The reduced bone mineral mass of osteoporosis and osteomalacia can generally be diagnosed by radiological measurement of bone mineral density. The underlying pathological processes are distinguished by blood tests or bone biopsy. There are several means of measuring bone density, but the method most commonly employed is dual energy absorptiometry (DEXA). DEXA is preferred over other techniques because it is a simple, rapid procedure that is low in cost and involves the lowest level of exposure to radiation (about 1/4 the exposure of a chest x-ray).


How is PN associated with MBD?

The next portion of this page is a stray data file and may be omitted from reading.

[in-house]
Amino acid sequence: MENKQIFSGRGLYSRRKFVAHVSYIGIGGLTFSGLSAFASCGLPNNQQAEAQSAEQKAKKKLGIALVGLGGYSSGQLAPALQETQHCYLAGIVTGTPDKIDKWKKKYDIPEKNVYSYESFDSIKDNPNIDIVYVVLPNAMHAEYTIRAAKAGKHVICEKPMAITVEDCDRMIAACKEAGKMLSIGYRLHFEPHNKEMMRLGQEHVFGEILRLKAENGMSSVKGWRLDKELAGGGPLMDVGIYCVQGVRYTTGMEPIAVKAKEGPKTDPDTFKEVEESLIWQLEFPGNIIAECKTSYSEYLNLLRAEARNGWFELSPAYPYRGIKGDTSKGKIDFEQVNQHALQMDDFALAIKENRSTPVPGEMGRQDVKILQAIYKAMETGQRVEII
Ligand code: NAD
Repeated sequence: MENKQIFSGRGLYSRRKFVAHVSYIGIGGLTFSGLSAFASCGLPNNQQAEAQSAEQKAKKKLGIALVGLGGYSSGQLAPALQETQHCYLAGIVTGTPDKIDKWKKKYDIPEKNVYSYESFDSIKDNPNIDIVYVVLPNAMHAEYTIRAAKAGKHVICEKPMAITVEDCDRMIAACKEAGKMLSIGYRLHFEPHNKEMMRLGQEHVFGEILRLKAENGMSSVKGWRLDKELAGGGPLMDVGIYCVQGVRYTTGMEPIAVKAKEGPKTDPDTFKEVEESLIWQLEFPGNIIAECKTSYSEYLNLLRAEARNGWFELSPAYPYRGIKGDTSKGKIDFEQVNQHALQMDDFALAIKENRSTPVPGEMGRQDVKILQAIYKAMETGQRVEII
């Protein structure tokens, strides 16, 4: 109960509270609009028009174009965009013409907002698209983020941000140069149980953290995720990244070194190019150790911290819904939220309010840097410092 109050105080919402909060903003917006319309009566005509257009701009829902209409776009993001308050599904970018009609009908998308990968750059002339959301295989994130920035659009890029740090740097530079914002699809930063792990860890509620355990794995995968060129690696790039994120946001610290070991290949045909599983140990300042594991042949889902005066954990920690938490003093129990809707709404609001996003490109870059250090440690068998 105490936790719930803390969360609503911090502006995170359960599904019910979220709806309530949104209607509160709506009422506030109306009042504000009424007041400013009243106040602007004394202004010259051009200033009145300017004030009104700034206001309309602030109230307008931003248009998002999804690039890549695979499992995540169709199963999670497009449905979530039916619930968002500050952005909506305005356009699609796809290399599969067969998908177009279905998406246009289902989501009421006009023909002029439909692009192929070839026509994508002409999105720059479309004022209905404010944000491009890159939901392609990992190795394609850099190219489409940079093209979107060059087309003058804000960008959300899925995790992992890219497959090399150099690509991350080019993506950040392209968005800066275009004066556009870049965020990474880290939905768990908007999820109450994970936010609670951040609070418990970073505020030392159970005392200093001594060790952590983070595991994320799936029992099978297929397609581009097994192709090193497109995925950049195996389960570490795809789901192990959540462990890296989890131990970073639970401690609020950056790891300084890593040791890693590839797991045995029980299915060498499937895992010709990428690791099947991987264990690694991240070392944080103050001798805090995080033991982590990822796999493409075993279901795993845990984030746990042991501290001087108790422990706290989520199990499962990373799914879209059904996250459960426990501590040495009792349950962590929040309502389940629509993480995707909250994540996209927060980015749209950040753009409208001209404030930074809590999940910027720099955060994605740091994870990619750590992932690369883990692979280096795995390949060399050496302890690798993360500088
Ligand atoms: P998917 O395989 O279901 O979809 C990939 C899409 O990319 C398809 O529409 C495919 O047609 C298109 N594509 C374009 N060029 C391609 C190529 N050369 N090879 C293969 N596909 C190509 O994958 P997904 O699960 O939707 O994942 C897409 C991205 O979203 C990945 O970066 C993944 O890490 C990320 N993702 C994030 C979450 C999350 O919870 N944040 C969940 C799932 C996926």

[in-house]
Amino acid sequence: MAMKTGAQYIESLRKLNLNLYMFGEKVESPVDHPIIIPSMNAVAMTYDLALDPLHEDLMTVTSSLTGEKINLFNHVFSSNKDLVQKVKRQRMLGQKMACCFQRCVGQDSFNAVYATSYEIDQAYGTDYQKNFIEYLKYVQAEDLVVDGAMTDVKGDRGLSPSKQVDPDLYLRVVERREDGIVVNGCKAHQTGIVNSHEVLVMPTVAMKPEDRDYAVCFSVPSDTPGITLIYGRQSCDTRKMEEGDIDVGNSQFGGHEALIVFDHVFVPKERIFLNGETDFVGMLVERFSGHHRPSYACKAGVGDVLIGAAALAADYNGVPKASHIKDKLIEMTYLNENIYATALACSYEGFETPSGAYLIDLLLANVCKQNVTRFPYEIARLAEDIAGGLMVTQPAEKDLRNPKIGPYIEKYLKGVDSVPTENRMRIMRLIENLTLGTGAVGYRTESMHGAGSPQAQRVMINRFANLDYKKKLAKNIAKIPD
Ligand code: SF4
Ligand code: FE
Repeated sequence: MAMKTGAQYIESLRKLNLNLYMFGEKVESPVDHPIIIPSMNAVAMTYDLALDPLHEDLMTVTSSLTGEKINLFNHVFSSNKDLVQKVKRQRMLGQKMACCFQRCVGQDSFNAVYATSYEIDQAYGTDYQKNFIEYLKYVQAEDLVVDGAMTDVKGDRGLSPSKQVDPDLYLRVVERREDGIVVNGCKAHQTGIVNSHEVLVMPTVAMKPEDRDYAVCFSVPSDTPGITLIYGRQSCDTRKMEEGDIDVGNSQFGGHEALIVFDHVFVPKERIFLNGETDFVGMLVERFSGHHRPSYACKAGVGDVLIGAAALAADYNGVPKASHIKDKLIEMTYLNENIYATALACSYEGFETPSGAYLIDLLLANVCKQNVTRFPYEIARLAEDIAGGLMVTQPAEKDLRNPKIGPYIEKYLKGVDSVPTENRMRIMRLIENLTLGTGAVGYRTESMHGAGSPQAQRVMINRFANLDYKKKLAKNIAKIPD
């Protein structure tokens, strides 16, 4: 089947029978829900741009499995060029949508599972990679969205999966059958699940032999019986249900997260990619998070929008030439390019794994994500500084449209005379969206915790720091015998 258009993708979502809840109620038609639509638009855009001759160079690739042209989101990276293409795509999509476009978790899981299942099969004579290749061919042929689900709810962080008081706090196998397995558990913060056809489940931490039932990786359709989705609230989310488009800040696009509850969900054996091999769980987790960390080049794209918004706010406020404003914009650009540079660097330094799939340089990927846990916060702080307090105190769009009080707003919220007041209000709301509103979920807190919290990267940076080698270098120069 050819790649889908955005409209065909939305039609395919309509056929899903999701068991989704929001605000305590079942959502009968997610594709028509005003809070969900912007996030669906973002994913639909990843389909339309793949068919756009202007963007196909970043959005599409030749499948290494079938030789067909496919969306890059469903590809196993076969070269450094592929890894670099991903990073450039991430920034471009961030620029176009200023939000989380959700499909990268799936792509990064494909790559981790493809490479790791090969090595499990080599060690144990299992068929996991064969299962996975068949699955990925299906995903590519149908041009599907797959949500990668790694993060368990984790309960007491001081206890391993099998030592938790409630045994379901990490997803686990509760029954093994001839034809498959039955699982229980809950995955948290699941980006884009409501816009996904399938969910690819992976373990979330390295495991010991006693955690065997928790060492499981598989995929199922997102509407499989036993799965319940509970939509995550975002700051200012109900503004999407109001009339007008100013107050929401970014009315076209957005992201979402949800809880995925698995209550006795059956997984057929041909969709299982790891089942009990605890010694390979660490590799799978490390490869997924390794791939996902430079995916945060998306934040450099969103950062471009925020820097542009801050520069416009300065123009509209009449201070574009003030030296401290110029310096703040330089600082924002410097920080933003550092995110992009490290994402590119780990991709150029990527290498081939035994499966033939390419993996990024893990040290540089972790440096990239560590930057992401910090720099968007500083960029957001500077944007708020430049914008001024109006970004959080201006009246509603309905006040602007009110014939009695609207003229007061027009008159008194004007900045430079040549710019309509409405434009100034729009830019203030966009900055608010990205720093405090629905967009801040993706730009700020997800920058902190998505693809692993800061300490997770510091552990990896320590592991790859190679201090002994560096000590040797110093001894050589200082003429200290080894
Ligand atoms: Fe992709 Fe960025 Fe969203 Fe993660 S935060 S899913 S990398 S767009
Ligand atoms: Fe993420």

Parenteral nutrition solutions contain many nutrients that influence serum calcium levels. Some of these, such as phosphorous and magnesium, promote positive calcium balance by reducing the urinary excretion of calcium. Others, such as amino acids, dextrose, sodium and possibly even some forms of vitamin D, may promote a net calcium loss. Parenteral vitamin D, for example, has been associated with a form of MBD similar to osteomalacia. It is thought that excess levels of this vitamin suppress the production of PTH, interfering both with release of calcium from old bone and with preservation of calcium by the kidney. The impact of PN solutions on serum calcium levels is especially pronounced during the initial period of PN therapy, when most patients experience a marked increase in the urinary excretion of calcium, a condition known as hypercalciuria. Hypercalciuria does not generally persist past the first several weeks of PN therapy, but during this period it may precipitate rapid and potentially lasting deterioration in bone health.